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To: hole_n_one
Tommy Trojan -- my old school mascot!
42 posted on 09/21/2002 10:26:47 PM PDT by Temple Drake
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To: Conservobabe

SORRY FOR BAD FORMATTING. Original is here and in good format:

Date: Tue, 15 Dec 1998 20:03:44 GMT
Simple living and slick cons: 'Travelers' walk both roads

MURPHY VILLAGE, S.C. -- Patsy Hart had never heard of the Travelers, never
imagined such
people could exist. Then Pete Sherlock walked into the bar.

She was working as a dancer; he was dark and handsome, tipped in 20s and 50s,
said the sweetest things. Sometimes, though, he'd speak to his buddies in a
language she couldn't understand.

Not until they married did she realize he was part of a subculture she
couldn't understand, one from another century and another continent.

Pete Sherlock was one of the Travelers. For 10 months of the year they roam
the country, working as painters, roofers, sealers and pavers.

Some do their best and obey the law. Others, police say, are some of the
smoothest, most relentless con men in America, preying on the old or gullible
with schemes hatched by their forefathers and honed to perfection over the

Honest or dishonest, Travelers are unquestionably different -- clannish,
insular and mysterious.

In Murphy Village, the nation's largest Traveler settlement, ``they' ve
created an old-world community where time stands still,'' says Tom Landis of
the state attorney general's office.

Most parents here pull their children out of school after eighth grade. The
boys go on the road with the men to learn the business. The girls, not even
old enough to drive, marry cousins to whom they were promised years earlier.

And almost everyone's a cousin: In this village of 3,000 there are only a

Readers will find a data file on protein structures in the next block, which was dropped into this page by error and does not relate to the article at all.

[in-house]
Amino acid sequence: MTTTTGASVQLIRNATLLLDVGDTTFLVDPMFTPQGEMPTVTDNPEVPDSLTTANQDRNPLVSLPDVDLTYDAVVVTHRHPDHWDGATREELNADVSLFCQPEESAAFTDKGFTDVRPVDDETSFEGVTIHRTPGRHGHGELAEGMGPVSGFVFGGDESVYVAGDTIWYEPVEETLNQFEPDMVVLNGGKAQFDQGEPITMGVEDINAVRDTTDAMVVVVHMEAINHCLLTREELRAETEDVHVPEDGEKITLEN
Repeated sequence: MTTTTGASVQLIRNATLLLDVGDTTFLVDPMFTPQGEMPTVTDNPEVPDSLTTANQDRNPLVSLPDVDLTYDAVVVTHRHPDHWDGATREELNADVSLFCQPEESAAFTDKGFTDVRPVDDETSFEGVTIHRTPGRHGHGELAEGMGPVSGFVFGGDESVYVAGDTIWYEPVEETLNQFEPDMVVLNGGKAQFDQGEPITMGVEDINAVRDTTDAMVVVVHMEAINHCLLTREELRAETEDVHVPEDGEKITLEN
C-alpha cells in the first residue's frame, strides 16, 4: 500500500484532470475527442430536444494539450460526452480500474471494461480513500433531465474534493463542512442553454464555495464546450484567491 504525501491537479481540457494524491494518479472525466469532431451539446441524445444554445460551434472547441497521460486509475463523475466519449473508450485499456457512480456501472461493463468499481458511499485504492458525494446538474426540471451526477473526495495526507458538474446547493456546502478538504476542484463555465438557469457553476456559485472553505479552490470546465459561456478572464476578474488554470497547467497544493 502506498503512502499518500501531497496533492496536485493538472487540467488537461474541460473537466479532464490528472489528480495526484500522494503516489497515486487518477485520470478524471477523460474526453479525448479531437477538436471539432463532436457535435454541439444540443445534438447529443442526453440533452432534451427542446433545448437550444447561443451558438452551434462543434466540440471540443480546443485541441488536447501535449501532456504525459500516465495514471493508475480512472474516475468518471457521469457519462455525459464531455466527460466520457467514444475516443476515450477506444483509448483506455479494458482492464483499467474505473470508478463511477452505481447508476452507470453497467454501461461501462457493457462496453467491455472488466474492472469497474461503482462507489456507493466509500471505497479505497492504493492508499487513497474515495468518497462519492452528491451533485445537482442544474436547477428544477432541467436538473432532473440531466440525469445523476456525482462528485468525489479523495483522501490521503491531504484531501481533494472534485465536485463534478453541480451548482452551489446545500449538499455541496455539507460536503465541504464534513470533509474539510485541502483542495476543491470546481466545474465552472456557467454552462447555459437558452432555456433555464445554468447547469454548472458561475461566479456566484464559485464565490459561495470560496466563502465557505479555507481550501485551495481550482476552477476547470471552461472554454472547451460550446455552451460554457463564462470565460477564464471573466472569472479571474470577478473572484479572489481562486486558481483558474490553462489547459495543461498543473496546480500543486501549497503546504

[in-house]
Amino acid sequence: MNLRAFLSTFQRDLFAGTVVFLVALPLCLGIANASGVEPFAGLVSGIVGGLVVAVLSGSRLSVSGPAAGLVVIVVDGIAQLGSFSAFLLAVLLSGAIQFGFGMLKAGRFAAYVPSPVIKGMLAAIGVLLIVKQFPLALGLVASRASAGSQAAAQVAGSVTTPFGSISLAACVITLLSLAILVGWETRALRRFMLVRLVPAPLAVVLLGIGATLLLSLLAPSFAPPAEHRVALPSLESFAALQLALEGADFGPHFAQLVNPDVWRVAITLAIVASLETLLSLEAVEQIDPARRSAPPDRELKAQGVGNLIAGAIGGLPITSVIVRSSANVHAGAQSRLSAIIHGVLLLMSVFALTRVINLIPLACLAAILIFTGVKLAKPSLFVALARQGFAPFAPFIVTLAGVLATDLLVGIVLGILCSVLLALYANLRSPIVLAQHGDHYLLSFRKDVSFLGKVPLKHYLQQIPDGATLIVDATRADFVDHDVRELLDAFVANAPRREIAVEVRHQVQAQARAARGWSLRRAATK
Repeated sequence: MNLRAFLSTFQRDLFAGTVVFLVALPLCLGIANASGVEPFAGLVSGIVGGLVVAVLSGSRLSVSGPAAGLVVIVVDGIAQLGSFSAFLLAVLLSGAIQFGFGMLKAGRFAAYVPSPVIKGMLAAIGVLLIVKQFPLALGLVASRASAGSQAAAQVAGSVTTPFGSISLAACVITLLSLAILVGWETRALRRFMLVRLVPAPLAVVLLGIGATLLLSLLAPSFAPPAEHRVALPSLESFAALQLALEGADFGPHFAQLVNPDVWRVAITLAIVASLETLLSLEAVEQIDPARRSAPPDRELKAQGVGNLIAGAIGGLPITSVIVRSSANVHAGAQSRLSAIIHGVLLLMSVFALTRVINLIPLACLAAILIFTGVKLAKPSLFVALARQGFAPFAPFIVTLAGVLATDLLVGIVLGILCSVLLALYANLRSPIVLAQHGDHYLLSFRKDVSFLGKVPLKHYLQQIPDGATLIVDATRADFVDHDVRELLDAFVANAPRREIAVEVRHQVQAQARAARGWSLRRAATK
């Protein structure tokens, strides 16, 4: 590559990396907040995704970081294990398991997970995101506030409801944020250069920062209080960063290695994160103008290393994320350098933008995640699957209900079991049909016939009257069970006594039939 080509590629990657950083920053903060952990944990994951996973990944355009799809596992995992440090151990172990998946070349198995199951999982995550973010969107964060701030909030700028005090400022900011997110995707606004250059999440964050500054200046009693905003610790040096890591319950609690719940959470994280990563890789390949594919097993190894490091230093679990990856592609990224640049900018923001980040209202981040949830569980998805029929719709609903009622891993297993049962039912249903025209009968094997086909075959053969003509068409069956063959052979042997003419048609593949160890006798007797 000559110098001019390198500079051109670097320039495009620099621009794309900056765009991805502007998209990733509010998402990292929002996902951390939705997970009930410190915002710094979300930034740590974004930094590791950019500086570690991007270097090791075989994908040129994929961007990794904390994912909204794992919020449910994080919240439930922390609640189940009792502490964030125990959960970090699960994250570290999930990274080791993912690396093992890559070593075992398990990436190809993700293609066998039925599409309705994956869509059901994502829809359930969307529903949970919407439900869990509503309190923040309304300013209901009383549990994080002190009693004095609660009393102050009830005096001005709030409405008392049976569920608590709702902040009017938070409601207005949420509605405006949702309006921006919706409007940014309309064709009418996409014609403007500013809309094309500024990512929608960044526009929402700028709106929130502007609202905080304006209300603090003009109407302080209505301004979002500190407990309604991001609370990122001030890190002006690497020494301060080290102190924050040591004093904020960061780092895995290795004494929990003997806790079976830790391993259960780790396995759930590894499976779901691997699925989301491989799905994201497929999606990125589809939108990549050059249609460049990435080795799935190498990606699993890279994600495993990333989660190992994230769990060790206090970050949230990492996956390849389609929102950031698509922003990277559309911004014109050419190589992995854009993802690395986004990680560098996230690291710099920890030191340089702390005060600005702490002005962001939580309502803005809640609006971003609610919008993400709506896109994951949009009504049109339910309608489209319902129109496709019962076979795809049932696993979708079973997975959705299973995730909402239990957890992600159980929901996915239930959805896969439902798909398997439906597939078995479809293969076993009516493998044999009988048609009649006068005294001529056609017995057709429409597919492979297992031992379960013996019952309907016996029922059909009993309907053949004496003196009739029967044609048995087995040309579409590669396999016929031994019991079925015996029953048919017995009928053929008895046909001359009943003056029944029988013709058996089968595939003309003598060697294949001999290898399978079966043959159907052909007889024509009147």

dozen last names.

Her own husband, Patsy Hart says she discovered, had first married at 17 -- to
his cousin, who was a few years younger. He was one of about 40 Peter Sherlocks
in Murphy Village, each distinguished by a nickname. His was ``Bad Pete''; he
had been convicted in Georgia for ``theft by deception'' in a scam.

``I couldn't believe that this all could happen here, in this day and age,''
Hart, 37, says of her time in Murphy Village. Four years after leaving, she
sounds as if she still can't.

Most people have heard of Tinkers, who have have long traveled Ireland in
caravans and today call themselves ``Traveling People.''

England and Scotland also had such nomads, and in the 19th century members of
all three groups came to the United States. They traded livestock, sold wares
and plied their trades as they moved from town to town. Some people, accusingly
and inaccurately, called them Gypsies.

A group of Scottish Travelers known as ``The Terrible Williamsons' ' became so
notorious for home-repair scams in the 1950s that many changed their names.

Today, estimates of the overall Traveler population -- Irish, Scottish and
English -- vary widely, from 20,000 to 100,000.

All three groups have this in common: They make their living on the road;
they marry inside their extended clans after elaborate courting rituals; they
speak, when they wish not to be understood by outsiders, an ancient mixture
of Gaelic and English known as ``Cant.''

For most of the year, the men and older boys follow the warm weather around
the nation, offering to paint or roof barns and houses and to pave or seal

They drive their pickups and work trucks door to door, pointing out how badly
a job needs to be done and offering to do it for a low price.

Travelers, police say, are great salesmen. ``They're charming -- nice,
clean-cut. If you start talking to them, you're a goner,'' says John Wood, an
investigator for the Pinellas County, Fla., Department of Consumer Protection.

``They've got the gift of gab,'' says South Carolina state investigator Joe

Many of those who say they have been cheated by a Traveler, such as Martha
Andrews of Decatur, Ga., who was the victim of an attempt to bilk her in a
home-improvement scam, use the same phrase: ``He was the nicest young man. .
. .'' Even the Travelers' most stern critics, including investigative reporter
Don Wright, who wrote the book Scam, say you can't help liking them.

But in many cases, police and consumer protection officials say, the paint
washes off with the first rainstorm or the driveway cracks with the first
frost. Sometimes, no work is done at all.

How many of the Travelers are crooked? That might depend on who's talking.

``They're criminals,'' says Tom Bartholomy of the Better Business Bureau in
Fort Wayne, Ind. ``I've never met a legitimate Traveler.' '

Some bureaus where the Travelers pass each year have a kind of early warning
system. When complaints start coming into one office, staffers call their
counterparts in the next city: The Travelers are coming.